The rules state: "It doesn’t matter if the monster can’t get within range to attack with its current movement, as long as there is a path to eventually get within range."

Our group definitely took "eventually" to mean temporally rather than spatially especially when combined with example 2. Meaning a monster would prefer to miss the opportunity to attack and wait for an attack hex to open up rather than jumping into a trap. However, if that's not the case, so be it.

What's interesting is that the infinite movement standard means most of the time ranged attackers will have a much larger degree of self preservation than melee attackers. Melee attackers are much more likely to have their attack hexes blocked by other friendlies. This definitely makes some of the add trap abilities like the tinkerer's potentially more useful as monsters will start barreling through traps when a logjam occurs. I can't decide if I think this will make the game easier or harder. More monsters would be willing to throw themselves through traps to enter melee. Meaning players will potentially be subject to more damage sometimes. Yet trap damage is often not insignificant itself and ignores shields, so those monsters will also become easier to kill.


We've played over 40 scenarios so far and a monster has stepped into a trap cause of friendly allies a couple of times at most. It doesn't really come up that often, most of the time they have a way around or they have flying.
As for trap abilities they are pretty underwhelming, most of the time if you use them it'll either be because you can push/pull a monster into it or to block of a path and have the monster take a detour.
 
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Josh Hagood
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alecm88 wrote:


We've played over 40 scenarios so far and a monster has stepped into a trap cause of friendly allies a couple of times at most. It doesn't really come up that ofte


One thing to note, unless I'm mistaken, is that it only takes one monster to break through traps to open the way for the rest. So unless you form a battle line adjacent to traps like my example turned into... It's mostly just one guy triggering it and the rest following.
 
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michael ray
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goatofdeath wrote:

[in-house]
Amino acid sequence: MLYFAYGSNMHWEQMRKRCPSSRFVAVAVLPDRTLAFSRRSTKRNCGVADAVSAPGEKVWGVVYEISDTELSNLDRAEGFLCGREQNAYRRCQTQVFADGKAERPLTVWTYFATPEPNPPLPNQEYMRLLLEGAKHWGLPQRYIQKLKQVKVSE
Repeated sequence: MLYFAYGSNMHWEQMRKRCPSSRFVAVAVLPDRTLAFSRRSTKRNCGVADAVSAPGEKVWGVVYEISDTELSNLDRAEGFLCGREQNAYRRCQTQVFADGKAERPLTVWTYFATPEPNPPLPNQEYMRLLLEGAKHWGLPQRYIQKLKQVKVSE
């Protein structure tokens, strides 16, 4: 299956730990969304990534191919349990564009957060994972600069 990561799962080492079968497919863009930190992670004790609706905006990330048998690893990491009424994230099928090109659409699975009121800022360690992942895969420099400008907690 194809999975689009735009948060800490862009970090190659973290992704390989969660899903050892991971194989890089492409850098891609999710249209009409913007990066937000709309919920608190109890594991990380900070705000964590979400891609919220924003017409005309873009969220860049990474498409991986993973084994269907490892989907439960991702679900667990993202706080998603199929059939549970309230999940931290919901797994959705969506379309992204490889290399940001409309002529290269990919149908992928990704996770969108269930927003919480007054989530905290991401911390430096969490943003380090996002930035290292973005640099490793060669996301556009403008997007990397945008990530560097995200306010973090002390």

I see how the infinite movement standard would result in the outcome of the monster stepping into the trap. Though it does seem logically incongruous with the example in the rules. In both this case and the case of example 2, the monster's choice in the context of it's current turn is simple: step into the trap and gain the opportunity to attack, or don't step into the trap and lose that attack opportunity. Yet following the infinite movement standard one monster would jump into the trap to attack yet another would not, which is what seems odd and inconsistent.

The rules state: "It doesn’t matter if the monster can’t get within range to attack with its current movement, as long as there is a path to eventually get within range."

Our group definitely took "eventually" to mean temporally rather than spatially especially when combined with example 2. Meaning a monster would prefer to miss the opportunity to attack and wait for an attack hex to open up rather than jumping into a trap. However, if that's not the case, so be it.

What's interesting is that the infinite movement standard means most of the time ranged attackers will have a much larger degree of self preservation than melee attackers. Melee attackers are much more likely to have their attack hexes blocked by other friendlies. This definitely makes some of the add trap abilities like the tinkerer's potentially more useful as monsters will start barreling through traps when a logjam occurs. I can't decide if I think this will make the game easier or harder. More monsters would be willing to throw themselves through traps to enter melee. Meaning players will potentially be subject to more damage sometimes. Yet trap damage is often not insignificant itself and ignores shields, so those monsters will also become easier to kill.


Like other people have mentioned, it's a very rare situation. You need a line of traps blocking ALL paths to ALL potential attack hexes for ALL enemies, before an enemy will walk on a trap.

Yes, it's slightly harder in theory for a ranged enemy to walk over a trap, but in practice, it's roughly the same, because you're generally not getting swarmed by multiple melee enemies at once, unless something went very wrong, and once again, they'll focus any other path to any other enemy before choosing to walk over a trap.
 
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Jay Johnson
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squegeeboo wrote:
Like other people have mentioned, it's a very rare situation. You need a line of traps blocking ALL paths to ALL potential attack hexes for ALL enemies, before an enemy will walk on a trap.

Or if a trap is placed at a chokepoint, like a doorway, with monsters on side and the player characters on the other side.
 
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Dwight Sullivan
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JayJ79 wrote:
squegeeboo wrote:
Like other people have mentioned, it's a very rare situation. You need a line of traps blocking ALL paths to ALL potential attack hexes for ALL enemies, before an enemy will walk on a trap.

Or if a trap is placed at a chokepoint, like a doorway, with monsters on side and the player characters on the other side.

If you have a Cragheart in your party you can oten make choke points and force the monsters to walk through traps.